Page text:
AgenciesSrinagar, Jammu and KashmirJul 09, 2016, 06.33 AM (IST)
Security forces said they shot dead separatist militant leader Burhan Wani in Jammu and Kashmir on Friday, a figure well known for his calls to arms on social media.
As news of the 22-year-old's death spread, crowds pelted police with stones in Srinagar, the state's summer capital, and in some southern reaches of the state, officials said.
Authorities ordered restrictions on the movement of people and traffic in parts of Srinagar on Saturday and police said they had placed several separatist leaders under house arrest to prevent trouble.
Wani was killed, along with two others, in a shootout with police and soldiers at a house in Indian Kashmir's Kokernag area on Friday evening, the chief of police for Jammu and Kashmir, K Rajendra Kumar, said.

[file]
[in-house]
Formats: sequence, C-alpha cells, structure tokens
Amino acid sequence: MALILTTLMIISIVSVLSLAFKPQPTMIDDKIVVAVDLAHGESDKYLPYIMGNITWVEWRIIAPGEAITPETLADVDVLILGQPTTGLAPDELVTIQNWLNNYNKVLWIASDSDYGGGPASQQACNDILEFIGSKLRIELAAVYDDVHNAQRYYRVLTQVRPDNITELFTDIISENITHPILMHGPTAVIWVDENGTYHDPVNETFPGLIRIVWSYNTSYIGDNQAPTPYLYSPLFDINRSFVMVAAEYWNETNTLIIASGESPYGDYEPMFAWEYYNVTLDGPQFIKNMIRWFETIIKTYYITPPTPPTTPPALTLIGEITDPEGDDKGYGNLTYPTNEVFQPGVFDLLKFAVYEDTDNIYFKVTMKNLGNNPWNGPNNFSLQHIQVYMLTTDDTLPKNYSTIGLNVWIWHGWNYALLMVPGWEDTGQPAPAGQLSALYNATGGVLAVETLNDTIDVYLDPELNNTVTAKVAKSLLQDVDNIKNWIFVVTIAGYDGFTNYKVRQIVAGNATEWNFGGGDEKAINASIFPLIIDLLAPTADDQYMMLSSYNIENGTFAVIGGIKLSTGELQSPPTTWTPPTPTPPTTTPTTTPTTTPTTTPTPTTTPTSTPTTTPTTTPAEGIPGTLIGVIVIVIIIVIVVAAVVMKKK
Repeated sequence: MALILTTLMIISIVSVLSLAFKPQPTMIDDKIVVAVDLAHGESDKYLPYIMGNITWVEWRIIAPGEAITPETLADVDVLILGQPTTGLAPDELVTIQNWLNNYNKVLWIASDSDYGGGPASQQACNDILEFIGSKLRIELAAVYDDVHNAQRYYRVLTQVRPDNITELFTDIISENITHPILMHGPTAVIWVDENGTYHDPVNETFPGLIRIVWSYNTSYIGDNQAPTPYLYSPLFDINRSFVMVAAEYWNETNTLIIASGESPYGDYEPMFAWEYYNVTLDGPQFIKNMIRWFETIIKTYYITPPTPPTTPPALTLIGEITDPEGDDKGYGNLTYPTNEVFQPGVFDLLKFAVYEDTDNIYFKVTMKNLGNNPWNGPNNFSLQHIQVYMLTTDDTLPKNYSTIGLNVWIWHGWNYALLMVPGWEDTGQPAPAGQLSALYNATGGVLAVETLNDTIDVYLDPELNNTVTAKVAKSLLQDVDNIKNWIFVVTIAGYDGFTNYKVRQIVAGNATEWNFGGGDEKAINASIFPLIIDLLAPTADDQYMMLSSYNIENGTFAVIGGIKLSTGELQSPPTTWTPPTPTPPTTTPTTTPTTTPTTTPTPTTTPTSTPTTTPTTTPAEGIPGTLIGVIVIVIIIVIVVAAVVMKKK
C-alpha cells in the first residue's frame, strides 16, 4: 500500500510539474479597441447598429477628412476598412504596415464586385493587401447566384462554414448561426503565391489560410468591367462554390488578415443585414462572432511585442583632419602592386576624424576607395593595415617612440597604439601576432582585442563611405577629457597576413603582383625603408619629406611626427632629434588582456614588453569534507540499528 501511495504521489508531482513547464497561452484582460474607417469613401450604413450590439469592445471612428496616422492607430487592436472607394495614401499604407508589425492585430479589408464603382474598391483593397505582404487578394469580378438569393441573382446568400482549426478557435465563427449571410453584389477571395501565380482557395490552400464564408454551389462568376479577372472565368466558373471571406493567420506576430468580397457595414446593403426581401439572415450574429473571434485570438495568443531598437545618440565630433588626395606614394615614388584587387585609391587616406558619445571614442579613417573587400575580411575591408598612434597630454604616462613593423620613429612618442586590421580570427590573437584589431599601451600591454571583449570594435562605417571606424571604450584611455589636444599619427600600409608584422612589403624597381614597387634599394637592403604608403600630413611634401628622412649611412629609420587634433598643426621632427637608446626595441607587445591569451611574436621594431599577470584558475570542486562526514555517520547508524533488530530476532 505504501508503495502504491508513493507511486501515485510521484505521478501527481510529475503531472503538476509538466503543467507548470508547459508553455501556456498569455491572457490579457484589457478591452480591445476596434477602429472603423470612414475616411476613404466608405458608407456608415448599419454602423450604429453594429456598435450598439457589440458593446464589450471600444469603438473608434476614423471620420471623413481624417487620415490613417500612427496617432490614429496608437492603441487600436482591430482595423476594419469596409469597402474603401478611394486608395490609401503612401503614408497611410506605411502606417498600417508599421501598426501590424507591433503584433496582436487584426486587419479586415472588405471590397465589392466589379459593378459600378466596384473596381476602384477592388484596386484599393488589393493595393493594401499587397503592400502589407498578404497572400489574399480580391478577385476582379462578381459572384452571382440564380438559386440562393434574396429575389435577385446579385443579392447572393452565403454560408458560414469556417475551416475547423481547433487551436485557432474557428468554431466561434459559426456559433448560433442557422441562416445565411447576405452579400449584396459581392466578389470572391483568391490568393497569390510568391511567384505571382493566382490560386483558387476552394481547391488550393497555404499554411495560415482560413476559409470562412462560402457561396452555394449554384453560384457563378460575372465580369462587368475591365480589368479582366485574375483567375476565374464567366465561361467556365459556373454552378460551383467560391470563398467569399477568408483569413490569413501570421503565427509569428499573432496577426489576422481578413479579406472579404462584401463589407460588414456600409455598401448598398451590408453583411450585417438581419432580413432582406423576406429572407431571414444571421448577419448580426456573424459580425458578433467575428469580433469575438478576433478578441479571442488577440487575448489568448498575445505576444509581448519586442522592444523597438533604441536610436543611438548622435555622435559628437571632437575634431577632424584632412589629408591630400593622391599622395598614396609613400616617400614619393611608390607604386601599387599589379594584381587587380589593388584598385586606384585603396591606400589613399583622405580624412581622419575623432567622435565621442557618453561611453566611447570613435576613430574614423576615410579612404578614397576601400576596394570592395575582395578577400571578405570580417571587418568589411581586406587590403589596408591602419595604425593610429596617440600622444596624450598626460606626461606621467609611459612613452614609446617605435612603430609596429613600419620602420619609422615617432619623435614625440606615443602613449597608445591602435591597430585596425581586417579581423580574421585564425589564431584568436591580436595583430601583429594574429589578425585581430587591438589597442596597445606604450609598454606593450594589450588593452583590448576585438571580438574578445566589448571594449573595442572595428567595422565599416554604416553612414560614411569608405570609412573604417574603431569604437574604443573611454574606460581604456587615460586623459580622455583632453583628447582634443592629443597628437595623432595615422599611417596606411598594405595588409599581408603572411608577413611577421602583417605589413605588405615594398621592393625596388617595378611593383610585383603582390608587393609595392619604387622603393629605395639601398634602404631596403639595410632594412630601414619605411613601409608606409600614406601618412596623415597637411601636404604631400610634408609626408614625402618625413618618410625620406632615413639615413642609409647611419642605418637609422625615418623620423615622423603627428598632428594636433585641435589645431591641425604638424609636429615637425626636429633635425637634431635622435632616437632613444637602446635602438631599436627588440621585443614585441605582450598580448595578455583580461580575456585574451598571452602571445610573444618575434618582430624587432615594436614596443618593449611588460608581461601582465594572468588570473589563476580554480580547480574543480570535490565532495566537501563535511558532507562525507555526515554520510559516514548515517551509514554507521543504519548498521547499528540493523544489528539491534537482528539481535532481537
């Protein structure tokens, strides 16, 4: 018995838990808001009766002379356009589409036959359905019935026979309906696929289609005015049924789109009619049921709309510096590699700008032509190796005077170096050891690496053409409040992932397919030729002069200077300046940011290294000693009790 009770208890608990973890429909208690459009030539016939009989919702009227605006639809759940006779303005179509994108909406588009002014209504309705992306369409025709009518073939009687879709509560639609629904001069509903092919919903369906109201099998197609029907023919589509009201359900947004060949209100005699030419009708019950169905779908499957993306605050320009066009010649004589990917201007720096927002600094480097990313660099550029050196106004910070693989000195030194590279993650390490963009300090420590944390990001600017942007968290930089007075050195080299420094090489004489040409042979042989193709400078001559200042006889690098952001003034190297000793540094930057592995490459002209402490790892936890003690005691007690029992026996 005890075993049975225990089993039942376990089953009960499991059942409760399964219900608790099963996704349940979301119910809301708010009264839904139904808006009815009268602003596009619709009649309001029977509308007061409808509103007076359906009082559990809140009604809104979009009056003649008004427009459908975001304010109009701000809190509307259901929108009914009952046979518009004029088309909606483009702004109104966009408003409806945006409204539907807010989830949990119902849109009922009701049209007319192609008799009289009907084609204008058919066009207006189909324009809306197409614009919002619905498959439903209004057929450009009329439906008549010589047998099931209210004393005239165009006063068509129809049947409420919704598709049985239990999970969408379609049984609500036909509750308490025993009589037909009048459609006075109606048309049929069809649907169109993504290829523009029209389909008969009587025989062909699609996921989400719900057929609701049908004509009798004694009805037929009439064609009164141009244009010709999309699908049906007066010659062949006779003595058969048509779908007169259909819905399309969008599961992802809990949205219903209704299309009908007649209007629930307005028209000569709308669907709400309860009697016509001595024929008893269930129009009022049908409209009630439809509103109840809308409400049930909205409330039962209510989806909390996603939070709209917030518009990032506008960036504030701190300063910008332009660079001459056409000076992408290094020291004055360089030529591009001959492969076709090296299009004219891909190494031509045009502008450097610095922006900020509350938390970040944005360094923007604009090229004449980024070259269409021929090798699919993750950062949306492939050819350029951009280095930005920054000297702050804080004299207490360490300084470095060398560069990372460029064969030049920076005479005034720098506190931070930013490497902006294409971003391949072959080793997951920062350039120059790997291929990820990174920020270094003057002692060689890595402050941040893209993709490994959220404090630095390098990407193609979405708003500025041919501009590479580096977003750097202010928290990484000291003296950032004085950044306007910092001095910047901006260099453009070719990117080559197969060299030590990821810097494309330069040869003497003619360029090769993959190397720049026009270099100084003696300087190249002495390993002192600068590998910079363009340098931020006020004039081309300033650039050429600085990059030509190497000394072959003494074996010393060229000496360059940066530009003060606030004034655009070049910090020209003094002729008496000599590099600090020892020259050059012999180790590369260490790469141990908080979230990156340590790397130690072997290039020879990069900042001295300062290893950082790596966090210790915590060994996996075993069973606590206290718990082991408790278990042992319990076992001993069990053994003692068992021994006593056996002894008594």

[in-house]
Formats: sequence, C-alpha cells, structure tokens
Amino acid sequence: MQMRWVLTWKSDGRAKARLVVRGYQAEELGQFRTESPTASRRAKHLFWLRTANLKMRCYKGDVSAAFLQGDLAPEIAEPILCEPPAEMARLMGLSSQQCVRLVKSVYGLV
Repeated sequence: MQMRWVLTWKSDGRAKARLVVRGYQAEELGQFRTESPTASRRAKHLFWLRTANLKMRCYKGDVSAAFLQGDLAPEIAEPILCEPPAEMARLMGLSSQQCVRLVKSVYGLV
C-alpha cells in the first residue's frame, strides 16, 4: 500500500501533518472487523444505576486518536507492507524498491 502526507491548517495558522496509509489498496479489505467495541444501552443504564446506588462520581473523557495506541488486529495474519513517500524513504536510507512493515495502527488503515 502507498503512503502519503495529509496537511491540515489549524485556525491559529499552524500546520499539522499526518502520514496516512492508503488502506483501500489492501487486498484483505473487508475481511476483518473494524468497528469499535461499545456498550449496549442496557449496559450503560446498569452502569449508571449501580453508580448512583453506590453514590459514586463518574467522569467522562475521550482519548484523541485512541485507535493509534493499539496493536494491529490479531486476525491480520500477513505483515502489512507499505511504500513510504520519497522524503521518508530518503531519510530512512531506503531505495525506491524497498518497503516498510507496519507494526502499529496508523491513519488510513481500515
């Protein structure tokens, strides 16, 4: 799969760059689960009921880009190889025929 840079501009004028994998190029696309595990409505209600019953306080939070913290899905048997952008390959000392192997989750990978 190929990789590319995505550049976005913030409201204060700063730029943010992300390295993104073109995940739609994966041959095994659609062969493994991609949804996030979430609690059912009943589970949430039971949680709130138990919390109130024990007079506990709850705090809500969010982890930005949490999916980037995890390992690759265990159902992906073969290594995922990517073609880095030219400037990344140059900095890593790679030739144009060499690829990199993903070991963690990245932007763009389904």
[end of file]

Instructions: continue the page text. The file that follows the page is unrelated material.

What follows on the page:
"Wani's killing is a major success against militants in Kashmir. This year we killed 83 militants in Kashmir which is highest in recent years," Kumar added.
Wani, the son of a headmaster, was the head of Hizb-ul Mujahideen, seen as one of the main militant groups in a region that has been at the centre of a strategic tussle between India and Pakistan for decades.
Video footage of him dressed in fatigues and inviting young men join him in jihad, regularly appeared on Facebook, WhatsApp and other platforms.
In June, militants killed eight Indian police officials and injured 20 in an attack in Jammu and Kashmir claimed by Islamist group Lashkar-e-Taiba (LeT). The month before, militants shot and killed three Indian policemen.
Authorities today suspended mobile internet services in Kashmir Valley, while the cellular facility was completely snapped in south Kashmir in the wake of apprehensions of law and order problems, following the killing of Hizbul Mujahideen militant, Burhan Wani, a police officer said.
It has been done to maintain law and order and prevent the miscreants from spreading rumours which otherwise could lead to the situation turning violent, the official said. However, he said, the broadband services were working as usual.